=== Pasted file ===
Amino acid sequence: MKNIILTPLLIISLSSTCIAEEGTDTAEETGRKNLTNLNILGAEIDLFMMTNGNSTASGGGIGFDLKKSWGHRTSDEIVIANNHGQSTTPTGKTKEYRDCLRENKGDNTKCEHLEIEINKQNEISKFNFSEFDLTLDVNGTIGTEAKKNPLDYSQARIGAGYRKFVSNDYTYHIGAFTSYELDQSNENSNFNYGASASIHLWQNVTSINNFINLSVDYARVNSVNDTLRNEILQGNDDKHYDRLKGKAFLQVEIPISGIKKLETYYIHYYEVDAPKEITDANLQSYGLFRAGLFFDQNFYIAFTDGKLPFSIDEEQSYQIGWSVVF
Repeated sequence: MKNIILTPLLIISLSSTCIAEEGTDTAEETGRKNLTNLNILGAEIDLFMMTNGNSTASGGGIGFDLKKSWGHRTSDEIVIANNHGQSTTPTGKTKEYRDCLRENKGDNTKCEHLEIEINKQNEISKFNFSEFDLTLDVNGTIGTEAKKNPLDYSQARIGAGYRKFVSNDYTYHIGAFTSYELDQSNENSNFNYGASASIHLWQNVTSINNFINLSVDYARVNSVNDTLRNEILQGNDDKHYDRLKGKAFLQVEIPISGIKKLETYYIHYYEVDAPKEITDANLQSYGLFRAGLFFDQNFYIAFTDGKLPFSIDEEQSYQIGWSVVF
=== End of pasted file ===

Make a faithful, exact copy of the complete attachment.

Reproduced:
Amino acid sequence: MKNIILTPLLIISLSSTCIAEEGTDTAEETGRKNLTNLNILGAEIDLFMMTNGNSTASGGGIGFDLKKSWGHRTSDEIVIANNHGQSTTPTGKTKEYRDCLRENKGDNTKCEHLEIEINKQNEISKFNFSEFDLTLDVNGTIGTEAKKNPLDYSQARIGAGYRKFVSNDYTYHIGAFTSYELDQSNENSNFNYGASASIHLWQNVTSINNFINLSVDYARVNSVNDTLRNEILQGNDDKHYDRLKGKAFLQVEIPISGIKKLETYYIHYYEVDAPKEITDANLQSYGLFRAGLFFDQNFYIAFTDGKLPFSIDEEQSYQIGWSVVF
Repeated sequence: MKNIILTPLLIISLSSTCIAEEGTDTAEETGRKNLTNLNILGAEIDLFMMTNGNSTASGGGIGFDLKKSWGHRTSDEIVIANNHGQSTTPTGKTKEYRDCLRENKGDNTKCEHLEIEINKQNEISKFNFSEFDLTLDVNGTIGTEAKKNPLDYSQARIGAGYRKFVSNDYTYHIGAFTSYELDQSNENSNFNYGASASIHLWQNVTSINNFINLSVDYARVNSVNDTLRNEILQGNDDKHYDRLKGKAFLQVEIPISGIKKLETYYIHYYEVDAPKEITDANLQSYGLFRAGLFFDQNFYIAFTDGKLPFSIDEEQSYQIGWSVVF